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the Grand Yeast Experiment

PostPosted: Sat Jul 05, 2008 10:31 pm
by Imakewort
I am conducting a yeast experiment, here is the question. Will a yeast in a fermenter do better if grown in a starter at room temp. or grown at controlled temps?
I am using a lager yeast wlp 830 starter size 4.5 liters. all grown from the same slant, same batch of starter solution, both on a stir plate, one starter was grown at room temp and the other was grown at 50 deg F. The beer is a Dortmunder export, A&B batch from the same 10 gallon batch, both aerated the same way for the same amount of time, both chilled to 45 deg F and the chilled decanted yeast added at the same time difference 20 minutes, allowed to rise to 50 deg. F in separate temp. controlled units with the same brand of temp. control units, with the temp probe used the same way in the same brand of freezer. Both batches of starter where chilled and decanted the same way for the same amount of time. This is as close for both batches as I can do. for space size I will follow up with the results after 6 days of fermentation.

PostPosted: Sat Jul 05, 2008 10:40 pm
by Imakewort
OK here is day 1 thru 6
day 1, little activity both temps went to about 49 deg F
day 2, A&B at 50 deg F, batch A starting to show signs of krausen, batch B no change, hereafter called just A&B
day 3, A forming a 1/2 inch Krausen, B very little change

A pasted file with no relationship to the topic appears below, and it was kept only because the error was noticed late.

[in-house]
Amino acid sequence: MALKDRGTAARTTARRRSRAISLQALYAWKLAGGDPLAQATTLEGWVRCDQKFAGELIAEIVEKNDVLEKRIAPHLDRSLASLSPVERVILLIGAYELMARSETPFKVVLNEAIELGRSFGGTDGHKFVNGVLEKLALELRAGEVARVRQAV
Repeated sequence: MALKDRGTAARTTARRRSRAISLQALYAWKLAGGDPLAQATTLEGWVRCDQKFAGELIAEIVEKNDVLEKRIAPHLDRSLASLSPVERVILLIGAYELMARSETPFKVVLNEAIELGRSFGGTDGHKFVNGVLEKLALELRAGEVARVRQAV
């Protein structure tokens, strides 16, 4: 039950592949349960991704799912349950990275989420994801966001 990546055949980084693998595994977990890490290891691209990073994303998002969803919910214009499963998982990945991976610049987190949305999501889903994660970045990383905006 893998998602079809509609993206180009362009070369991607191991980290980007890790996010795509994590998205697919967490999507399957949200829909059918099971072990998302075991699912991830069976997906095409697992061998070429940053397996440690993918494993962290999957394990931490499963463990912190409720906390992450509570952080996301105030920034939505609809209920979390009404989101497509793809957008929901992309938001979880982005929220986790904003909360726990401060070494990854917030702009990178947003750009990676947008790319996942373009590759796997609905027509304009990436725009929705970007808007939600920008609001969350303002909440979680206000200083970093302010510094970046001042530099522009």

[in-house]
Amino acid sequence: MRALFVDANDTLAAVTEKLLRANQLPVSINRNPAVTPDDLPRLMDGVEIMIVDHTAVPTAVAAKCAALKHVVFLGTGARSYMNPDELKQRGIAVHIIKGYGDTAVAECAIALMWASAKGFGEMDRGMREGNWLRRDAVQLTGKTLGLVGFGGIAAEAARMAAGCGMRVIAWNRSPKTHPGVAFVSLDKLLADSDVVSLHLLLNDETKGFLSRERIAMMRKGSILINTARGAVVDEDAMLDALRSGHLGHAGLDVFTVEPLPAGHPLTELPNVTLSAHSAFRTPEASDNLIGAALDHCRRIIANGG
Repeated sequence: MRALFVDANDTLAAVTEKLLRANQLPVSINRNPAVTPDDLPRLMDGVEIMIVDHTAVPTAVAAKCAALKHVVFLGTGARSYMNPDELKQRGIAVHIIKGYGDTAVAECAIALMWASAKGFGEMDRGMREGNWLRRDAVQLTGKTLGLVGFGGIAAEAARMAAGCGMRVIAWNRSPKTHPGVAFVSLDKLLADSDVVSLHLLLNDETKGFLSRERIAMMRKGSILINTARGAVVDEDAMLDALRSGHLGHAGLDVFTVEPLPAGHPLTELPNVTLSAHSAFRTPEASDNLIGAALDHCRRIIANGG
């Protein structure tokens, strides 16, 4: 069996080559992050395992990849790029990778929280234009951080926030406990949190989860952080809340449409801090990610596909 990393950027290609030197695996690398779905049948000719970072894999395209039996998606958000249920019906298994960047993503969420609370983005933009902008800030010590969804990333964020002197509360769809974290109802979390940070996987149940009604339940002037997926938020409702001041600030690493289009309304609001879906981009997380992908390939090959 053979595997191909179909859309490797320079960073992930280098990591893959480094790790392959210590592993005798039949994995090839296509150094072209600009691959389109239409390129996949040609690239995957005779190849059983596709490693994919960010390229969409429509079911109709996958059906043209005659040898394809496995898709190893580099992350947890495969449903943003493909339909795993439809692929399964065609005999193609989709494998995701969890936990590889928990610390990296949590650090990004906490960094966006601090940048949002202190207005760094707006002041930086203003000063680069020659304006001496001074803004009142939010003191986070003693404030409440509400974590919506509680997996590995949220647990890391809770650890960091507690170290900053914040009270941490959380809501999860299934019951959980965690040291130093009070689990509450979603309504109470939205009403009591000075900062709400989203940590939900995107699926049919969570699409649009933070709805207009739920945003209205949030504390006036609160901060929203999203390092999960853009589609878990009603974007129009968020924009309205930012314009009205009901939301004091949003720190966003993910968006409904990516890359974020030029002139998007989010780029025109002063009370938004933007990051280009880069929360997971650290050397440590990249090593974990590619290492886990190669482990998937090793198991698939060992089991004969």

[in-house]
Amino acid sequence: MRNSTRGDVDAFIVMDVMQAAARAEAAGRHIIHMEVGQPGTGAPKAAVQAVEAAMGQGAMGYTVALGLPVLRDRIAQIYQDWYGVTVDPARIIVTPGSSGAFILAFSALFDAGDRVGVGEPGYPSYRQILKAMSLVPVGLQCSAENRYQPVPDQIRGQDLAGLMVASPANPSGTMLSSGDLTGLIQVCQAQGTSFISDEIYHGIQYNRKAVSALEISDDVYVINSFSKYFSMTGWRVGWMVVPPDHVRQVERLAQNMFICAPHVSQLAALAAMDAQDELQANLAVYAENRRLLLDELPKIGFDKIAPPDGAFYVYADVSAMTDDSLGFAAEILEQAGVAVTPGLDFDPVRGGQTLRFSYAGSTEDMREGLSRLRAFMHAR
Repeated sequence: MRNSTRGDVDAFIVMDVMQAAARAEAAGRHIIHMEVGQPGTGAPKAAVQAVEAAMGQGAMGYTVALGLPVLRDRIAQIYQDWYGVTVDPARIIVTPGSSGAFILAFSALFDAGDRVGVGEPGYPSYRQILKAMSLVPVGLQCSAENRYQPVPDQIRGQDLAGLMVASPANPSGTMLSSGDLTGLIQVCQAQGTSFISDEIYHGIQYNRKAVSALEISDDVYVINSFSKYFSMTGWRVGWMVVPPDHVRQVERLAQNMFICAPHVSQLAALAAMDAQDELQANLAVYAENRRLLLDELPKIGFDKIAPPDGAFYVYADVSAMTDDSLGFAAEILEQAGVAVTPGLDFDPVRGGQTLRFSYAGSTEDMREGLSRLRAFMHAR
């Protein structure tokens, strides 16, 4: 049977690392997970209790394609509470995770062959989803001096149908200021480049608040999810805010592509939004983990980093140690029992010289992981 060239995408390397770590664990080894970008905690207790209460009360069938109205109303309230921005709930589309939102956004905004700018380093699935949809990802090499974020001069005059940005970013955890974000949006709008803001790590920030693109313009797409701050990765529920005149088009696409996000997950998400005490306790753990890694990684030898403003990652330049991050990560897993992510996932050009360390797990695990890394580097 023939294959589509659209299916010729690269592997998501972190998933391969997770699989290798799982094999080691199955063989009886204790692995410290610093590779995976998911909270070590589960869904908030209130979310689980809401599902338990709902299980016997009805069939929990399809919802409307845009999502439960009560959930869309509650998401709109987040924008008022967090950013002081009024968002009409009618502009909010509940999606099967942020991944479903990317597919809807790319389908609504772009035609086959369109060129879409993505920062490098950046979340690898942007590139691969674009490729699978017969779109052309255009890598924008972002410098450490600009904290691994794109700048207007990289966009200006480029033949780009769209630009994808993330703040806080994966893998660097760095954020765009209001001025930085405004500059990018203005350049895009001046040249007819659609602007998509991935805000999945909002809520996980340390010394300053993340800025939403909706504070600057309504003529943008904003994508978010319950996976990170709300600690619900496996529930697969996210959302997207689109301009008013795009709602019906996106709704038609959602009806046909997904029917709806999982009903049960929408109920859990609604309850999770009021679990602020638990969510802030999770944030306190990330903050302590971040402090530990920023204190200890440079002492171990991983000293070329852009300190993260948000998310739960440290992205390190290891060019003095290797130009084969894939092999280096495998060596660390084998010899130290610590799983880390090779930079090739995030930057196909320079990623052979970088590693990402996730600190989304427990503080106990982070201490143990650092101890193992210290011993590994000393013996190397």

day 4, A has 2 inch krausen, B 1/2 inch seems B is approx 12 hours behind A
day 5, no change
day 6, A's krausen is up to the neck of the carboy 4 + inches, B is now at 2 inches

I will follow up with a report every day from here on

PostPosted: Sun Jul 06, 2008 4:11 pm
by Imakewort
Day 7- no change, but not bubblying a lot. I need to point out that all of these observations are being done by my son Shawn as I am at work.

PostPosted: Sun Jul 06, 2008 7:24 pm
by aleguy
It seems to me that most lager yeast starters would do better if they were grown out at lager temperatures. However this is not necessarily the case. It would seem that your experiment is showing the intuitively obvious to be true for the strain you are using. It is the quality of the final product that matters though, so speed and vigorous fermentation don't always mean great beer.

PostPosted: Sun Jul 06, 2008 10:34 pm
by Imakewort
1 was grown at lager temps 50 deg f that is the fermentation temp of a lager. from what I know a yeast is at it's it peak at the 3rd generation, that is it likes the temp and environment the ones that do not are gone by then. I hope to prove that by growing your starter at the fermentation temp. you will have lots of yeast that like that temp. the number of petite mutants will be minimal. I can not say more as I do not want to give away which is which. For a in depth study See "Principles of Brewing science" 2nd edition by George fix, "Brewing lagers" by George Noonan, and The Brewers Handbook, I only know which is which. When I get home I will see how much they attenuate out at, taste for diacetyl do a rest if necessary then transfer, then lager for 6 weeks then the taste test. Mainly what I am doing is what the big boys do.

PostPosted: Wed Jul 16, 2008 10:16 am
by Imakewort
after 15 days A attenuated to 1.022, B attenuated to 1.020, raising the temp from 50 DEG F to 55 deg F

PostPosted: Sun Jul 20, 2008 1:11 pm
by Imakewort
now A&B down to 1.013 no sign of diacetyl transferring to lager tanks